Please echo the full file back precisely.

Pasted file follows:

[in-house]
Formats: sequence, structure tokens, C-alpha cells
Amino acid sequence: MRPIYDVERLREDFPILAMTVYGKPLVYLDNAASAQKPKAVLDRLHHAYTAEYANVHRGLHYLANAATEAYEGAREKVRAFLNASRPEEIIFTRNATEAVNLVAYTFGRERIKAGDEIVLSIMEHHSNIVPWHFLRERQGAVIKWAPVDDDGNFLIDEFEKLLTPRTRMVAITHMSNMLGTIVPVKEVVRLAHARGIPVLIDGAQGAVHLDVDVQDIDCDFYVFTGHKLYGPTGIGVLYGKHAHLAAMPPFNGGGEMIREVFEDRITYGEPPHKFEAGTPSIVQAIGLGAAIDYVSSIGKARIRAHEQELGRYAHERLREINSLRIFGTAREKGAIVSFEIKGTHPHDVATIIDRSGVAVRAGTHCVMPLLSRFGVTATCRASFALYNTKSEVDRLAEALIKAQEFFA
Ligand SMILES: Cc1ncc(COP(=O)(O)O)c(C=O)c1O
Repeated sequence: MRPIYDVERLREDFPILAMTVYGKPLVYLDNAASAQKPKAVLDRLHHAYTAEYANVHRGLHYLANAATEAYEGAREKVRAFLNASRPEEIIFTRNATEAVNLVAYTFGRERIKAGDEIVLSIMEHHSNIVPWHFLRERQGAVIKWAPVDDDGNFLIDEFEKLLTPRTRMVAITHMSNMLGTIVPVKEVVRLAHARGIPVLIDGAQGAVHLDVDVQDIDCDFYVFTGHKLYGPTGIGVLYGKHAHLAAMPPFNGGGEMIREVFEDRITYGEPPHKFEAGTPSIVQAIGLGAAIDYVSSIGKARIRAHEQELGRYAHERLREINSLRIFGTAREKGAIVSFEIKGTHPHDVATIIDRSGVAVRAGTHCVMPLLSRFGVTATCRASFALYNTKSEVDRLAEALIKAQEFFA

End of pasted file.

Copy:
[in-house]
Formats: sequence, structure tokens, C-alpha cells
Amino acid sequence: MRPIYDVERLREDFPILAMTVYGKPLVYLDNAASAQKPKAVLDRLHHAYTAEYANVHRGLHYLANAATEAYEGAREKVRAFLNASRPEEIIFTRNATEAVNLVAYTFGRERIKAGDEIVLSIMEHHSNIVPWHFLRERQGAVIKWAPVDDDGNFLIDEFEKLLTPRTRMVAITHMSNMLGTIVPVKEVVRLAHARGIPVLIDGAQGAVHLDVDVQDIDCDFYVFTGHKLYGPTGIGVLYGKHAHLAAMPPFNGGGEMIREVFEDRITYGEPPHKFEAGTPSIVQAIGLGAAIDYVSSIGKARIRAHEQELGRYAHERLREINSLRIFGTAREKGAIVSFEIKGTHPHDVATIIDRSGVAVRAGTHCVMPLLSRFGVTATCRASFALYNTKSEVDRLAEALIKAQEFFA
Ligand SMILES: Cc1ncc(COP(=O)(O)O)c(C=O)c1O
Repeated sequence: MRPIYDVERLREDFPILAMTVYGKPLVYLDNAASAQKPKAVLDRLHHAYTAEYANVHRGLHYLANAATEAYEGAREKVRAFLNASRPEEIIFTRNATEAVNLVAYTFGRERIKAGDEIVLSIMEHHSNIVPWHFLRERQGAVIKWAPVDDDGNFLIDEFEKLLTPRTRMVAITHMSNMLGTIVPVKEVVRLAHARGIPVLIDGAQGAVHLDVDVQDIDCDFYVFTGHKLYGPTGIGVLYGKHAHLAAMPPFNGGGEMIREVFEDRITYGEPPHKFEAGTPSIVQAIGLGAAIDYVSSIGKARIRAHEQELGRYAHERLREINSLRIFGTAREKGAIVSFEIKGTHPHDVATIIDRSGVAVRAGTHCVMPLLSRFGVTATCRASFALYNTKSEVDRLAEALIKAQEFFA